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Ryan Russman Reveiws New Hampshire’s DWI Laws

Posted by Ryan Russman | Apr 24, 2014 | 0 Comments

Mothers Against Drunk Driving or MADD is the number one nonprofit group in America that works to eliminate drunk driving. In 2006, MADD began a campaign to eliminate drunk driving which works to get states to enact laws that the group feels are the most effective at discouraging and preventing drunk drivers. Recently, the group released their 2014 Campaign to Eliminate Drunk Driving: Report to the Nation. This report talks about the changes that have been made in 2013 to DWI law as well as what further changes they would like to see.

The MADD report also looks at all 50 states and talks about the effectiveness of the DWI laws in each. There are five important factors that the group feels makes the biggest impact on drunk driving. The report goes state-by-state and rates each's DWI laws based on how many of the recommended practices are in place. For each that currently exists in the state, a star is awarded. States with all five policies in action are considered five-star states. Currently, there are only 11 five star sates in the country. Though New Hampshire has some of the toughest DWI laws in the country, it is listed as a three star state. The five DWI enforcement policies that MADD recommends includes the following:

Ignition Interlock Devices

MADD recommends that ignition interlock installation be a penalty for all DWI offenders. The group, as well as the Center for Disease Control (CDC) and the Transportation Safety Board (TSB), feels that interlock devices are the best way to prevent repeat DWI offenses. They push states to require all DWI offenders to install these devices that make a driver give a breath sample before their vehicle can be started. New Hampshire courts do penalize DWI offenders with ignition interlock devices but, currently, only those with prior DWI convictions are subject to their installation. Because of this, MADD did not award the state a star for interlock device installation laws.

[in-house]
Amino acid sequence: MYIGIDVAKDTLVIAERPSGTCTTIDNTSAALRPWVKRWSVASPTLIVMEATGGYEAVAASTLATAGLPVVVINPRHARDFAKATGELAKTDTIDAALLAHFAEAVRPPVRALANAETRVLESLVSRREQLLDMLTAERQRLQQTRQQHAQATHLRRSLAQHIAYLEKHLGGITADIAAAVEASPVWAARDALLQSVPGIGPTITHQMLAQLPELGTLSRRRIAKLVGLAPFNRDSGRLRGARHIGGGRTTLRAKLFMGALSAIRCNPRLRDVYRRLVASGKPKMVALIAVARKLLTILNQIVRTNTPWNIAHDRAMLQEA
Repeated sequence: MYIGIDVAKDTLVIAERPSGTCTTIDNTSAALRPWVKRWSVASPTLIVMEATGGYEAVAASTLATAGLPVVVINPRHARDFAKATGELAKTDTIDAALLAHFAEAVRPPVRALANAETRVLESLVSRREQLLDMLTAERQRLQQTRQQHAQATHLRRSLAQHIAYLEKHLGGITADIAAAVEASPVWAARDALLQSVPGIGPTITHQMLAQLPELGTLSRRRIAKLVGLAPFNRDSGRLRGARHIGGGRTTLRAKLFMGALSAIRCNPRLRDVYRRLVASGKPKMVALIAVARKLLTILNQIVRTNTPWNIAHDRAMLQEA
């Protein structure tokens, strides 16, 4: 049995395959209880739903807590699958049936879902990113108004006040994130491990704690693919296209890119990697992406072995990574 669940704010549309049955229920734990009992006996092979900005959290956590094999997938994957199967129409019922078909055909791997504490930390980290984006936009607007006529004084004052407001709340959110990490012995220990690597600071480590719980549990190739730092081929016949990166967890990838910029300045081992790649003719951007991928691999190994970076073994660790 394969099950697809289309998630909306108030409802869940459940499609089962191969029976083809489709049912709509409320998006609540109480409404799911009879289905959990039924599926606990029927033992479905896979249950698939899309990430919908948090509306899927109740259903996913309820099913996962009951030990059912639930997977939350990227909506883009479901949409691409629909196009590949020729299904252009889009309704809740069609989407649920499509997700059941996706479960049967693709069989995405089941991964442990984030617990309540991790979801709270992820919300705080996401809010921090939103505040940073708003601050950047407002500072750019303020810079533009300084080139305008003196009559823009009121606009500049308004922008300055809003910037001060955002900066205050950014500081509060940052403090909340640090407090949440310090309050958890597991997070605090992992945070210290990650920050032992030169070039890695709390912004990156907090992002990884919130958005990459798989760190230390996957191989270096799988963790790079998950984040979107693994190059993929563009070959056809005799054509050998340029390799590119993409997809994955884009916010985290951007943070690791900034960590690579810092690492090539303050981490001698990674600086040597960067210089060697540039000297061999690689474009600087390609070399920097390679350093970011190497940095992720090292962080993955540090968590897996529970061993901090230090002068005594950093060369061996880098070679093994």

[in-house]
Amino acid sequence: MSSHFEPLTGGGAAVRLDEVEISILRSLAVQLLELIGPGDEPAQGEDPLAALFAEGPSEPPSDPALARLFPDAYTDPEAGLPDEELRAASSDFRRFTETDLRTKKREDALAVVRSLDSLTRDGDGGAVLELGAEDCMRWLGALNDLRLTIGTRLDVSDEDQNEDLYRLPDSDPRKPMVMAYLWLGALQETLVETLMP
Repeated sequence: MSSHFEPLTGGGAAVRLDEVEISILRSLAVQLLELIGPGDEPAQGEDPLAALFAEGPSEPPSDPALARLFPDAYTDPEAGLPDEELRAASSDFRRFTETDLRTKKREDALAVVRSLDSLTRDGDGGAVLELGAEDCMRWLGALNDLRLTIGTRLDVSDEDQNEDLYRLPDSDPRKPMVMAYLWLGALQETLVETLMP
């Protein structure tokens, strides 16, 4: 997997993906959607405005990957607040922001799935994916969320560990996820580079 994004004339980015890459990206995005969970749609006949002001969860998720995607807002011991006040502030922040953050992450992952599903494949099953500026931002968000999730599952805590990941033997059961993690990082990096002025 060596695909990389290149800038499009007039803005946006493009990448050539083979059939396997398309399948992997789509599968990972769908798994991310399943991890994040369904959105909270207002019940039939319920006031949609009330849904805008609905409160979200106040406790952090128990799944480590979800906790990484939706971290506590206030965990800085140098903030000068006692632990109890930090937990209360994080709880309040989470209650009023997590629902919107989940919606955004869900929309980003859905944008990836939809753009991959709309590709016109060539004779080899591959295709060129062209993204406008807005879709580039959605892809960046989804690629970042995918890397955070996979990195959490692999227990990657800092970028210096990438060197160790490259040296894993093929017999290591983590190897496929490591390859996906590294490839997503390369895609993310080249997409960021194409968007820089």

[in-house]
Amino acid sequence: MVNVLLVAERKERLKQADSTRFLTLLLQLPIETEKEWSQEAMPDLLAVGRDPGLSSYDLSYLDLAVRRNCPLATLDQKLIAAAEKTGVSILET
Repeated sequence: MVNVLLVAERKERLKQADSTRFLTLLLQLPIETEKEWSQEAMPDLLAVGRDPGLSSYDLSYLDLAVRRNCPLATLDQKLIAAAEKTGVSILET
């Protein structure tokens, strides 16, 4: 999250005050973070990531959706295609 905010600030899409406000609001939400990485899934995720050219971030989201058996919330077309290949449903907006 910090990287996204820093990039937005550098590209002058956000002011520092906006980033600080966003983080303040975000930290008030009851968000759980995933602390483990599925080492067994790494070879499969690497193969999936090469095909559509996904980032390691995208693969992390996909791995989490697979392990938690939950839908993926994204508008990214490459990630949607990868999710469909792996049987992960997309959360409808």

Sobriety Checkpoints

MADD and the National Highway Traffic Safety Administration (NHTSA) believe that sobriety checkpoints are a cost-effective way of catching drunk drivers and increasing awareness that DWI laws are enforced. The use of checkpoints works when police set up a roadblock in order to randomly check drivers for signs of impairment. Some believe that these checkpoints are unconstitutional because they violate a person's right to unreasonable search and seizure. In fact, checkpoints are illegal in some states. However, MADD feels that they are necessary part of DWI enforcement. New Hampshire was awarded a star because the state currently allows these checkpoint as a form of DWI enforcement, though only with advanced approval.

Administrative License Revocation

When a person in New Hampshire is accused of DWI, they can be subject to administrate license suspension in two circumstances. The first is if they refuse to take a field sobriety test or a chemical sobriety test under New Hampshire implied consent laws. The second is if a chemical sobriety test shows that they have a blood alcohol concentration over the legal limit. In these situations, the officer will confiscate the suspect's license and issue them a temporary license good for 30 days. After the 30 days, they will lose their license to administrative license suspension. MADD feels that this suspension is an effective way of preventing drunk driving fatalities and awarded New Hampshire a star for this law.

Child Endangerment

In some states, when a driver is found driving under the influence with a minor in the vehicle they can also be charged with child endangerment. MADD believes that operating a vehicle while impaired with a child in the vehicle should be taken very seriously. New Hampshire was awarded a star for their child endangerment law because under the law, a DWI driver who transports a person under the age of 16 is subject to additional penalties.

No Refusal Events

Finally, New Hampshire was not awarded a star for non-refusal events. This means that when a person in the state refuses to take a sobriety test they will be penalized but not forced to submit a sample. In some states, when a DWI suspect refuses to take a sobriety test, police move to acquire a warrant in order to force them to give a blood sample in order to determine if they were impaired. Often, when a driver refuses a test there is little evidence against them that can convict them court. MADD feels that the best way to stop this is to not allow refusals.

About the Author

Ryan Russman

Attorney Ryan Russman has dedicated his career to fighting for the rights of New Hampshire citizens. His practice, based in Exeter (Rockingham County) New Hampshire, is limited to cases involving DWI and DUI, other motor vehicle and criminal cases, and many cases involving personal injury. He is, however, best known as one of New Hampshire's leading legal authorities on DWI.

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